Saturday’s Market was crazy. It was the perfect combination of beautiful weather, entertainment at the market and LOTS and LOTS of customers, making for an excellent sales day.

 Check out the Boss’ photos here. 

Today marks the beginning of Farmers’ Market Week. Both the Secretary of Agriculture and the governor have issued proclamations, emphasizing the role that Markets can play in healthy eating and vibrant communities.  I would like to hope that I could find the time to write something interesting about the thing that is so very important to us. However, it’s August, we’re running behind and I can’t promise anything.  Last year I did manage to write a number of posts.  The links are below, if you’re interested in further reading.  …and if you have any questions about farmers’ markets, let me know and I will try to address them. I really like to hear questions from the other side of the table!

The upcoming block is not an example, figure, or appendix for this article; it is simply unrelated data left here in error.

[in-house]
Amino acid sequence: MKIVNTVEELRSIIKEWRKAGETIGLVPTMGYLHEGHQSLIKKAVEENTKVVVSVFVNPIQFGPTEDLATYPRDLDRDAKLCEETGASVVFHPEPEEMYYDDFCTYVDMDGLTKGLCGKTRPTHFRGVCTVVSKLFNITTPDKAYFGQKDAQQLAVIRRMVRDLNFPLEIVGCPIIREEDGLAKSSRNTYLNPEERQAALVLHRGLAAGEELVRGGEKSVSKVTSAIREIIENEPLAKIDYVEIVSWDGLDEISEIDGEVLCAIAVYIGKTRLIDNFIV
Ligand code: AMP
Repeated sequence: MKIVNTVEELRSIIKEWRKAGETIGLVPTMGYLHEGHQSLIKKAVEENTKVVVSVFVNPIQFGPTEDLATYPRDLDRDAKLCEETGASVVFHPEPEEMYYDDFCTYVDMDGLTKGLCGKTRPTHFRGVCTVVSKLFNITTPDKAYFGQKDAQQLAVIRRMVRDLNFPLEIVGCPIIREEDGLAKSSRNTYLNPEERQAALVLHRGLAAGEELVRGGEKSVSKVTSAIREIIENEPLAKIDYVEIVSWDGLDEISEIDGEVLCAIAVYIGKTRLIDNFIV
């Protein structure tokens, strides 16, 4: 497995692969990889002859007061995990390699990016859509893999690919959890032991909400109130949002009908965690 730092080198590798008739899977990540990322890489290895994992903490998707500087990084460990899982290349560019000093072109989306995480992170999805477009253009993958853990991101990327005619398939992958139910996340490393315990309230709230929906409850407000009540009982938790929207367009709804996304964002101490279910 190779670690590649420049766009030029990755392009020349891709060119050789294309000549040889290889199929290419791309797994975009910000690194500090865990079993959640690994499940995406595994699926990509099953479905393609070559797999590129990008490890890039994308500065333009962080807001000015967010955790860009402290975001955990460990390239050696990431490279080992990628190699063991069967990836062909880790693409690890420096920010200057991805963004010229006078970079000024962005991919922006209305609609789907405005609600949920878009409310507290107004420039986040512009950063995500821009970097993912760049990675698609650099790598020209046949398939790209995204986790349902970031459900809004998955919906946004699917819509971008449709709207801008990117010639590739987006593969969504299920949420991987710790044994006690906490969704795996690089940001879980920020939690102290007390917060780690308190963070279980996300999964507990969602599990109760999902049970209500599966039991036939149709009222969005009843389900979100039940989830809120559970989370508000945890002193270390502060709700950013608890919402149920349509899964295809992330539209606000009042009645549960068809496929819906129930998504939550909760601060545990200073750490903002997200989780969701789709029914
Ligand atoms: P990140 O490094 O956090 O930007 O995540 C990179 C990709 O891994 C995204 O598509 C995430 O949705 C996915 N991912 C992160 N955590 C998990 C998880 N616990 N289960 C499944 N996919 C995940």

That brings us to the end of another week on the hill.  Here’s hoping that we will be able to get something on the “to-do” list accomplished this week. But…then again, that’s STC

There is one job that HAS to be done this week...but, I won't tell you about it right now.  Suffice it to say, one of the farm residents will be very happy...

Waylon is looking forward to a VERY exciting day sometime this week

Happy Sunday!

Thanks for stopping by.  Come back and visit us again real soon!


  1. Well you certainly haven't been idle this week Barbara. Glad you had a good market too.
    Wish we lived near enough for the farmer to pop over with his new digger and trailer and give you a hand with those drainage problems.

    1. I appreciate the offer, Pat! I'm sure the Boss would enjoy meeting the farmer and working with him.

  2. Hiya Barbara!
    1. Like Pat, I wish we lived closer. Josephine could help you with your moth problem. They are her absolute favorite snack!
    2. What does it mean to "work the lambs?"
    3. Battered and fried zucchini blossoms are tasty. Don't know where I had it. Pretty sure I had it. Maybe I am hallucinating again. Rats.